This doesn’t mean it is all that I am or can be, just that #chroniclife is entwined with my sense of self, my lifestyle & my place in the world and I’m very ok with that. I think this is completely natural human behaviour – if I flip back in time to when I was working my whole identity was entwined with my career in the training sector, which is why it was initially so very hard to accept having to effectively retire. I wasn’t sure who I was without being defined by what I did.

It doesn’t help that as a society we value people by what they do, not who they are, and we love putting people in boxes & applying labels. Would I let anyone else characterise me or define my limits? Not a chance. But as a chronically ill person with disabilities I’ve definitely earned the right to set my own.

And I choose to identify with my illness, my disability, and do so proudly. It’s taken me a lot of work & some fab therapy to get to this point in my life, and I’m happy to own it.

But you know what? If you don’t feel this way that’s fine too, surely one of the most important things we do is choose how to define ourselves 💙

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A Question of Kindness…

An author I admire, Vironika Tugaleva, asked a question of her followers a while ago – the seemingly simple ‘What is the difference between being nice & being kind?’ I fired off a quick tweet in reply & promptly forgot about it – the transience of twitter!

My response, which was very off the cuff, was this – ‘I think being nice comes from conscious thought, whereas being kind is unconscious & authentic.’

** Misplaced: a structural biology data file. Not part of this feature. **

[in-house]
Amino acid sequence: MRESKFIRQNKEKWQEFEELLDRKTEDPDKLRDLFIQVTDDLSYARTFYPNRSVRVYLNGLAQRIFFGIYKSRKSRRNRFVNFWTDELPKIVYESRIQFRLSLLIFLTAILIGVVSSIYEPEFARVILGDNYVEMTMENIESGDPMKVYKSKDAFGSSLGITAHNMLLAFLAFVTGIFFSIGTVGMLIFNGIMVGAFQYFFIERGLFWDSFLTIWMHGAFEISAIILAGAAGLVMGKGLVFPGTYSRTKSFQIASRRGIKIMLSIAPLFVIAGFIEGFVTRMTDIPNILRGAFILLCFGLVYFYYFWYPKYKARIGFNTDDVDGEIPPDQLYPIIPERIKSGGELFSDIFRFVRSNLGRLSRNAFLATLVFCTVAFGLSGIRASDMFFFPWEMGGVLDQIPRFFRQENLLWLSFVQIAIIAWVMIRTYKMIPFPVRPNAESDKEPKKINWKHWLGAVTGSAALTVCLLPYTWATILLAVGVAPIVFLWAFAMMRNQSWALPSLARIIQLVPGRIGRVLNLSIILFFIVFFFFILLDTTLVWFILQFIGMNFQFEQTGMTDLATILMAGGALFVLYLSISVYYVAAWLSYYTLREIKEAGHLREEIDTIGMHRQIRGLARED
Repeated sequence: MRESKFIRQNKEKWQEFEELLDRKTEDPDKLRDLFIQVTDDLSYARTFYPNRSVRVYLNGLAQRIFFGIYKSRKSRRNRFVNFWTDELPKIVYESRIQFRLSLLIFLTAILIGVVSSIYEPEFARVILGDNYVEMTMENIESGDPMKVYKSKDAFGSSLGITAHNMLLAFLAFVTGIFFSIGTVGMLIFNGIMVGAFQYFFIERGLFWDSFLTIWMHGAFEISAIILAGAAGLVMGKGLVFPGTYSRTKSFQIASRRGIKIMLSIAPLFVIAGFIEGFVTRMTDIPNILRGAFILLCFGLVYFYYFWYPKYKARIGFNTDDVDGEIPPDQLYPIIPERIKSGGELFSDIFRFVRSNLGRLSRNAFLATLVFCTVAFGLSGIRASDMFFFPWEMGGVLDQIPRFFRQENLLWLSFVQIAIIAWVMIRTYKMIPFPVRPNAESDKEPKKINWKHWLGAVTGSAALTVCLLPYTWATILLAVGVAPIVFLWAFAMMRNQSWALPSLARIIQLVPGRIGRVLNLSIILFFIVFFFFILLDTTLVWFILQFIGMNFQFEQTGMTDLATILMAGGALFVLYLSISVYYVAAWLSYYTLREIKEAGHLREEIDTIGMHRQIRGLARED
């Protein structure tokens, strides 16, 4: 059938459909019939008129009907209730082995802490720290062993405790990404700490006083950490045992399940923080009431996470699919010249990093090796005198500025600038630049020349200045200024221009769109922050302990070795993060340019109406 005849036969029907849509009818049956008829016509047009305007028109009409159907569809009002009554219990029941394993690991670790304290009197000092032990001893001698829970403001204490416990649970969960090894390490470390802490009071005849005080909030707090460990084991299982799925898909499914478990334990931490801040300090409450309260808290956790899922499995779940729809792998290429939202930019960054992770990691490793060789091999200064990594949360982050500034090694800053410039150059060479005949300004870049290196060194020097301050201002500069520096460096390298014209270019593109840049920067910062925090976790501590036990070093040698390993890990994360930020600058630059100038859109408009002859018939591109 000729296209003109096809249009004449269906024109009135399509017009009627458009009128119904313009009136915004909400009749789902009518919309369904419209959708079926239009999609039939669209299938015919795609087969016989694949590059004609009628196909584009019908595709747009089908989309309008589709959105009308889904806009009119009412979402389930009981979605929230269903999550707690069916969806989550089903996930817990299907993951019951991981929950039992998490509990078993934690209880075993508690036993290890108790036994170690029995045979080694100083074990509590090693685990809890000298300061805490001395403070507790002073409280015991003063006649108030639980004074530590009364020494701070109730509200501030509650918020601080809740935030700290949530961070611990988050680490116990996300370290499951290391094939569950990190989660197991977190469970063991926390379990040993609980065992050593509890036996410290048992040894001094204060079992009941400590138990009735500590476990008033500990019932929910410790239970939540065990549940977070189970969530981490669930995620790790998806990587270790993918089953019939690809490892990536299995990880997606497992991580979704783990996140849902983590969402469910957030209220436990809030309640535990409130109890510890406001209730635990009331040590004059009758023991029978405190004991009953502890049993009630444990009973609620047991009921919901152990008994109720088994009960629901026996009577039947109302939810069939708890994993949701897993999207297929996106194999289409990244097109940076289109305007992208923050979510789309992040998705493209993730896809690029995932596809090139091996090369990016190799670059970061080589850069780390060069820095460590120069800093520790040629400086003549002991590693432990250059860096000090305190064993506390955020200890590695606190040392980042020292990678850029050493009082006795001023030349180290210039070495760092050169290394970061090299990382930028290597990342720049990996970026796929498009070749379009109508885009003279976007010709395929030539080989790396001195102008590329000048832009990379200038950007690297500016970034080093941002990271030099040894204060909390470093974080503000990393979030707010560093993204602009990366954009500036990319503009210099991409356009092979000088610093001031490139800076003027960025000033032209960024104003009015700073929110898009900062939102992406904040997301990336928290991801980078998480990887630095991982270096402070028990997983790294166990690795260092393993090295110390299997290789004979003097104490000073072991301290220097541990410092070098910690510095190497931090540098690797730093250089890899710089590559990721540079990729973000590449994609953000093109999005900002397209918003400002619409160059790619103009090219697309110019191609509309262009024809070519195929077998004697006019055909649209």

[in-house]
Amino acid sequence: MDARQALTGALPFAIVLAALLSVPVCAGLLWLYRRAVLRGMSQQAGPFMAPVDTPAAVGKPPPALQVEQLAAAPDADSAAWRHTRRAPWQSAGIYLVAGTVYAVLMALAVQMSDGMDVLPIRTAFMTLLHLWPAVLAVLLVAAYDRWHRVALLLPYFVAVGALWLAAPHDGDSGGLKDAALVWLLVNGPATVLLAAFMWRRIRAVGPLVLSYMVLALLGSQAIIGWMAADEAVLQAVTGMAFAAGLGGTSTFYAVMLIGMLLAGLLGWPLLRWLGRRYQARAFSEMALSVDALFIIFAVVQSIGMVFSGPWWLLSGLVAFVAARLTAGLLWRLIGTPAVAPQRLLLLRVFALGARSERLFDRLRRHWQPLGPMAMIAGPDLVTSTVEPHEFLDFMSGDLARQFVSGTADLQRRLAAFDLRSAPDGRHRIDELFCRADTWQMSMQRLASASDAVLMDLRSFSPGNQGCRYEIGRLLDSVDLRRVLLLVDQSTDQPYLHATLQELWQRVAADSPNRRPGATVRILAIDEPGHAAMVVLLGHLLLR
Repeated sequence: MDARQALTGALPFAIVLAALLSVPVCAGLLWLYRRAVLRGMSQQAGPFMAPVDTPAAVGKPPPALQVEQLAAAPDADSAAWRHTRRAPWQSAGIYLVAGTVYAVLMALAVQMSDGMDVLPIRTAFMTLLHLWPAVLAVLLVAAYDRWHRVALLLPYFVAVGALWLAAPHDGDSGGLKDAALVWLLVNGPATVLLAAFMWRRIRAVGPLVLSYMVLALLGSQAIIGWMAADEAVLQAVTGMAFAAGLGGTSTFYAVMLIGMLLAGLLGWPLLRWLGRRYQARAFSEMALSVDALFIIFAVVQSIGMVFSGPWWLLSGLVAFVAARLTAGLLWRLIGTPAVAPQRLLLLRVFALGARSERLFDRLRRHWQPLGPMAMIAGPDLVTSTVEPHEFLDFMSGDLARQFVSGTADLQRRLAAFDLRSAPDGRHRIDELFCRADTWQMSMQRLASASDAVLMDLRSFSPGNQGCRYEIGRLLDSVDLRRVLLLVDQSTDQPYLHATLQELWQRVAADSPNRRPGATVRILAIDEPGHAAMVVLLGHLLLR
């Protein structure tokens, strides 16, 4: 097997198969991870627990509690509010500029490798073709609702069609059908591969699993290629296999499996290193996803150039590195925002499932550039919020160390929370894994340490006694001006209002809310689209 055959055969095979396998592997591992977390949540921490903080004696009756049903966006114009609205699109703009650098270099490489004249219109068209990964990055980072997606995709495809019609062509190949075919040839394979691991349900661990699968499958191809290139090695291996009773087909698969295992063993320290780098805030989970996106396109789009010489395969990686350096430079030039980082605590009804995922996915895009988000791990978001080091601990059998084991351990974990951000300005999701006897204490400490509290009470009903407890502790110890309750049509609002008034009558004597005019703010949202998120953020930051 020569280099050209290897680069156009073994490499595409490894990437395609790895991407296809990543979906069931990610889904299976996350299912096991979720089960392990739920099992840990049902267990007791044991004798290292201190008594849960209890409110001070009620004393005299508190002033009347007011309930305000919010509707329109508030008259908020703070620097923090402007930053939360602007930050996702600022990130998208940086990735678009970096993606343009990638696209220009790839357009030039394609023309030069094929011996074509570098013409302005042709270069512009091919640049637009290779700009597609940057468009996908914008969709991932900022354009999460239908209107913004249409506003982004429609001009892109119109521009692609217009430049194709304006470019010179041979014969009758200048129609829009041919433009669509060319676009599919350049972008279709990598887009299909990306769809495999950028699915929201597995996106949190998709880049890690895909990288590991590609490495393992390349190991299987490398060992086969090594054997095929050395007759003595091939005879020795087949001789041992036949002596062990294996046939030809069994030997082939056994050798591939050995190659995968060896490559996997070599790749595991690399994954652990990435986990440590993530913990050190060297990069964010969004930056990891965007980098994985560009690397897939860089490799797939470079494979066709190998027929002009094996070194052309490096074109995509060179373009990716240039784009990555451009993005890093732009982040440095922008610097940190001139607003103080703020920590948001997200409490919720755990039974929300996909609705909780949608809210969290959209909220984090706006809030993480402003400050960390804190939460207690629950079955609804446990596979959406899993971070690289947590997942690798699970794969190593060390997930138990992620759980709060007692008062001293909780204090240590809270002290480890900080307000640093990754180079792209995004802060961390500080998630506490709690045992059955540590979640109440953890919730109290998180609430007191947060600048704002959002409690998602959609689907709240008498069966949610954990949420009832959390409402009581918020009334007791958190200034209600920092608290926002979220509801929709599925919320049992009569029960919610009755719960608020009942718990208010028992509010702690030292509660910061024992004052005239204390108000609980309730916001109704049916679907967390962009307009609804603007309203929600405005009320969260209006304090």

You may understand the moment of sheer (if irrational) panic when she tweeted me back today, saying ‘That’s an interesting distinction. Do you think we need both?’

For a few seconds my brain just fizzled! “Why did I say that, I’ve never really thought about it, what did I actually mean, arghhh!” It was roughly the adult equivalent of sticking your hand up in class at school then realising you’d forgotten the question 🙃

(This only lasted for an instant & I’m actually amused by my thinking. In some dim recess of my mind I’m still, like most of us, waiting for someone to stand up & shout “fraud!” whenever I put my thinking out for scrutiny. Do we ever lose that completely?).

Once I’d taken a breath & re-read my initial response, of course it made sense to me. I’d like to think at the grand but young age of 48 I’m consciously responsible for at least some of my thought process! So my response was thus: